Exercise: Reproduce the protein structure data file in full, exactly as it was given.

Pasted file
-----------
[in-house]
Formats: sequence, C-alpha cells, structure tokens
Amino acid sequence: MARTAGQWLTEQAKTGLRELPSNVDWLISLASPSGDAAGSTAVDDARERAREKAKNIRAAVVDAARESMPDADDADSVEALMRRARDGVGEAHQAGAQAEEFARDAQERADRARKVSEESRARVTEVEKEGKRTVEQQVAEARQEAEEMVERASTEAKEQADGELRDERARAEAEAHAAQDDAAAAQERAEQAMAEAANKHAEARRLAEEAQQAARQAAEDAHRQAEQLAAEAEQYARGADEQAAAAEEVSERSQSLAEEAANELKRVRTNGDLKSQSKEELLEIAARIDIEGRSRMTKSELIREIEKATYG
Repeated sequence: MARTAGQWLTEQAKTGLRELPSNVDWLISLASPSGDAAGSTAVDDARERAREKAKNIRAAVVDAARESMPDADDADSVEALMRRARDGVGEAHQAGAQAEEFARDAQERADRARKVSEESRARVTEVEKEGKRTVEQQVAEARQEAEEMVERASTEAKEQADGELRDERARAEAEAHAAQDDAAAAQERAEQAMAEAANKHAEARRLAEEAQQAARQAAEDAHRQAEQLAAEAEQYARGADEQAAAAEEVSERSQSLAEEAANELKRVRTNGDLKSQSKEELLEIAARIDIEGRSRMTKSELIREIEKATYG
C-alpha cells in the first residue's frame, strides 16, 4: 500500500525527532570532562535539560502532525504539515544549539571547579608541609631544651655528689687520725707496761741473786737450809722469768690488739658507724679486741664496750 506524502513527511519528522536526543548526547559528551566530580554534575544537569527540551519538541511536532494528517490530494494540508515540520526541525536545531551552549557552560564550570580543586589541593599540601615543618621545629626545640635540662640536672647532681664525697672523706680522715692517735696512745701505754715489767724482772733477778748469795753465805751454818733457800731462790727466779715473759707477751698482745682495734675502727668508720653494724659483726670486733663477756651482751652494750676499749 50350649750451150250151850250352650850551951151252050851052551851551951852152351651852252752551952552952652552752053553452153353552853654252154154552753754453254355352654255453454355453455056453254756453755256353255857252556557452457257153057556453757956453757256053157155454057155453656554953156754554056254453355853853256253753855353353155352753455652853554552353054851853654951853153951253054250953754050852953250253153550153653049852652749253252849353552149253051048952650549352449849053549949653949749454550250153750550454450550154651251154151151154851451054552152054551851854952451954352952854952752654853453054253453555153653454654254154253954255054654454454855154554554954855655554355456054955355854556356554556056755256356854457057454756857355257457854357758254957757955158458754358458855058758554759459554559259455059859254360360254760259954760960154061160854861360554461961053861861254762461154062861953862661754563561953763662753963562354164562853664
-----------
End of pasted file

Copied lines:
[in-house]
Formats: sequence, C-alpha cells, structure tokens
Amino acid sequence: MARTAGQWLTEQAKTGLRELPSNVDWLISLASPSGDAAGSTAVDDARERAREKAKNIRAAVVDAARESMPDADDADSVEALMRRARDGVGEAHQAGAQAEEFARDAQERADRARKVSEESRARVTEVEKEGKRTVEQQVAEARQEAEEMVERASTEAKEQADGELRDERARAEAEAHAAQDDAAAAQERAEQAMAEAANKHAEARRLAEEAQQAARQAAEDAHRQAEQLAAEAEQYARGADEQAAAAEEVSERSQSLAEEAANELKRVRTNGDLKSQSKEELLEIAARIDIEGRSRMTKSELIREIEKATYG
Repeated sequence: MARTAGQWLTEQAKTGLRELPSNVDWLISLASPSGDAAGSTAVDDARERAREKAKNIRAAVVDAARESMPDADDADSVEALMRRARDGVGEAHQAGAQAEEFARDAQERADRARKVSEESRARVTEVEKEGKRTVEQQVAEARQEAEEMVERASTEAKEQADGELRDERARAEAEAHAAQDDAAAAQERAEQAMAEAANKHAEARRLAEEAQQAARQAAEDAHRQAEQLAAEAEQYARGADEQAAAAEEVSERSQSLAEEAANELKRVRTNGDLKSQSKEELLEIAARIDIEGRSRMTKSELIREIEKATYG
C-alpha cells in the first residue's frame, strides 16, 4: 500500500525527532570532562535539560502532525504539515544549539571547579608541609631544651655528689687520725707496761741473786737450809722469768690488739658507724679486741664496750 506524502513527511519528522536526543548526547559528551566530580554534575544537569527540551519538541511536532494528517490530494494540508515540520526541525536545531551552549557552560564550570580543586589541593599540601615543618621545629626545640635540662640536672647532681664525697672523706680522715692517735696512745701505754715489767724482772733477778748469795753465805751454818733457800731462790727466779715473759707477751698482745682495734675502727668508720653494724659483726670486733663477756651482751652494750676499749 50350649750451150250151850250352650850551951151252050851052551851551951852152351651852252752551952552952652552752053553452153353552853654252154154552753754453254355352654255453454355453455056453254756453755256353255857252556557452457257153057556453757956453757256053157155454057155453656554953156754554056254453355853853256253753855353353155352753455652853554552353054851853654951853153951253054250953754050852953250253153550153653049852652749253252849353552149253051048952650549352449849053549949653949749454550250153750550454450550154651251154151151154851451054552152054551851854952451954352952854952752654853453054253453555153653454654254154253954255054654454454855154554554954855655554355456054955355854556356554556056755256356854457057454756857355257457854357758254957757955158458754358458855058758554759459554559259455059859254360360254760259954760960154061160854861360554461961053861861254762461154062861953862661754563561953763662753963562354164562853664